# Sakurai - Constructing 2x2 matrix from scalars?

1. Sep 9, 2014

Hello all, I am beginning a course in QM with Sakurai's 2nd Edition book on QM. In one of our problems, he defines a matrix as the sum of a scalar and a dot product... This seems like nonsense to me, but he uses the same notation in the next problem, so I am guessing this is some unorthodox notation he uses. Can someone please enlighten me how to construct a 2X2 matrix from this definition?

X = a$_{o}$ + $\overline{\sigma}$ $\bullet$ $\overline{a}$

(btw, the problem is not to construct the matrix. The problem is 1.2 from the 2nd edition if you want to look it up, and involved relating the scalars to the trace of X. If I can define X, I can do the rest)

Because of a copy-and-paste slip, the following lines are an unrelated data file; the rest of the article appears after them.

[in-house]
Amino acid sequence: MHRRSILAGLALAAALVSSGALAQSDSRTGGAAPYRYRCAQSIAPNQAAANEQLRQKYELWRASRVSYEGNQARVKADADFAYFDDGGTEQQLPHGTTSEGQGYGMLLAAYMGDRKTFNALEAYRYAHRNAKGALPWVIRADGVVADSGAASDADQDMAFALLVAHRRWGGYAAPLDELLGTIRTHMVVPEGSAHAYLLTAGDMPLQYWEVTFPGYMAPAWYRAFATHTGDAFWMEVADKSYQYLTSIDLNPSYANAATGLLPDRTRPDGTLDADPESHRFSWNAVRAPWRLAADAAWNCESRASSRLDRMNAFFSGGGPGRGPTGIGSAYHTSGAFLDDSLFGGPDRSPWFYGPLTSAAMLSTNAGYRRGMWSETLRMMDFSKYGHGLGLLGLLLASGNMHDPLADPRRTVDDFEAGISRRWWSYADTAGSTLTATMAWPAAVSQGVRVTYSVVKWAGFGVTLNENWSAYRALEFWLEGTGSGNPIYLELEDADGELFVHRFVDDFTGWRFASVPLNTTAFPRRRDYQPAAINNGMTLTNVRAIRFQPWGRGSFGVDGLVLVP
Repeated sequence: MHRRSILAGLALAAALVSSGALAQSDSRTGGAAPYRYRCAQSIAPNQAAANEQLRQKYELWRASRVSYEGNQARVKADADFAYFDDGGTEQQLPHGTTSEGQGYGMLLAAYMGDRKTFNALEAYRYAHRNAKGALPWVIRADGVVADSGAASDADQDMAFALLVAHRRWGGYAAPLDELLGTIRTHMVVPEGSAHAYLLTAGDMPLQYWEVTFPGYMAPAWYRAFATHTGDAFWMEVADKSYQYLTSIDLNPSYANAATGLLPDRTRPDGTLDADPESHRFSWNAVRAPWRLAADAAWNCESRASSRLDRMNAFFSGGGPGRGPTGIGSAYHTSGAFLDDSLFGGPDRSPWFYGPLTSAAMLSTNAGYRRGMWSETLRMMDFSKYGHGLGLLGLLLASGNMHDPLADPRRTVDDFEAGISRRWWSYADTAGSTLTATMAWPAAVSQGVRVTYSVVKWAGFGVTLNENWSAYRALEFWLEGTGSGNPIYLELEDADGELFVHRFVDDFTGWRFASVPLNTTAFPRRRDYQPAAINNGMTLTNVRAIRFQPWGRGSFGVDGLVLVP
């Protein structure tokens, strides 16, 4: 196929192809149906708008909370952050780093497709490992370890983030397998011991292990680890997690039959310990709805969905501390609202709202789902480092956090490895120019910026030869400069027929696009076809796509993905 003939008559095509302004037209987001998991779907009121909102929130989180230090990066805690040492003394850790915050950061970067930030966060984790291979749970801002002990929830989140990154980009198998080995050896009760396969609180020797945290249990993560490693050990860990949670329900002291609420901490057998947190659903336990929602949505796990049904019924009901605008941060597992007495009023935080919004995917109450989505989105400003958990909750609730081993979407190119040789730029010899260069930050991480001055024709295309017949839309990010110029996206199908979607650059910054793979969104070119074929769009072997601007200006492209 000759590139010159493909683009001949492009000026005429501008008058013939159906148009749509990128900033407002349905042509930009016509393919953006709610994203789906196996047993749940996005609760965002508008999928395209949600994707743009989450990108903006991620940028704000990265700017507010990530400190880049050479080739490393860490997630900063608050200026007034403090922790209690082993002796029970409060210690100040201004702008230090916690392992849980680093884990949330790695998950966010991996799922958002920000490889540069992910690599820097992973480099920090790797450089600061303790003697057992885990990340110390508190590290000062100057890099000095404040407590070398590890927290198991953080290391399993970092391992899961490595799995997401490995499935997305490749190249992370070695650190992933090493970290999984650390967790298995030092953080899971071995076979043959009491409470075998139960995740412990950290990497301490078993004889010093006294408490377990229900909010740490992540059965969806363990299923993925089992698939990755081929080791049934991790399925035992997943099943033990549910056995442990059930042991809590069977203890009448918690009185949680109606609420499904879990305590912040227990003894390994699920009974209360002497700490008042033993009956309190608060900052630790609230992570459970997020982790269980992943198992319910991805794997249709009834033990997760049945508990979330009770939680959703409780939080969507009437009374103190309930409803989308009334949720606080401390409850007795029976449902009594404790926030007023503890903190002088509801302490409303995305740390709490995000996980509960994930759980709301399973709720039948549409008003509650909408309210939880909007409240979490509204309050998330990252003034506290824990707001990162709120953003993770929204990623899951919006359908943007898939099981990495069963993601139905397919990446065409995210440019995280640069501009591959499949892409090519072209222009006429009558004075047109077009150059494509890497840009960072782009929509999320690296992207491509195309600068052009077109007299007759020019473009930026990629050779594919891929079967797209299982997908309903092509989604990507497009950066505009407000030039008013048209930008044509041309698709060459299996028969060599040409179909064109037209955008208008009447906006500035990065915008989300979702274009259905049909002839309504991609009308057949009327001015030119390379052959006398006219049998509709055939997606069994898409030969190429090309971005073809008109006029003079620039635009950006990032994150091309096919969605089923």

Anyway, to me it looks like X is a scalar itself, not a 2X2 matrix, but allegedly it's a matrix... My only guess is that he's using some bizarre rule where Det(X) = X, but again, that's nonsense... Help!

2. Sep 9, 2014

### Staff: Mentor

It's even worse than you think, since $\vec{\sigma}$ is actually a vector of matrices!

What it means, using correct mathematics, is
$$X = a_0 \mathbf{1} + \sum_{i=1}^3 a_i \mathbf{\sigma}_i$$
where $\mathbf{1}$ is the $(2 \times 2)$ identity matrix and $\mathbf{\sigma}_i$ the Pauli matrices
$$\mathbf{\sigma}_1 = \left( \begin{array}{cc} 0 & 1 \\ 1 & 0 \end{array} \right)$$
$$\mathbf{\sigma}_2 = \left( \begin{array}{cc} 0 & -i \\ i & 0 \end{array} \right)$$
$$\mathbf{\sigma}_3 = \left( \begin{array}{cc} 1 & 0 \\ 0 & -1 \end{array} \right)$$

3. Sep 9, 2014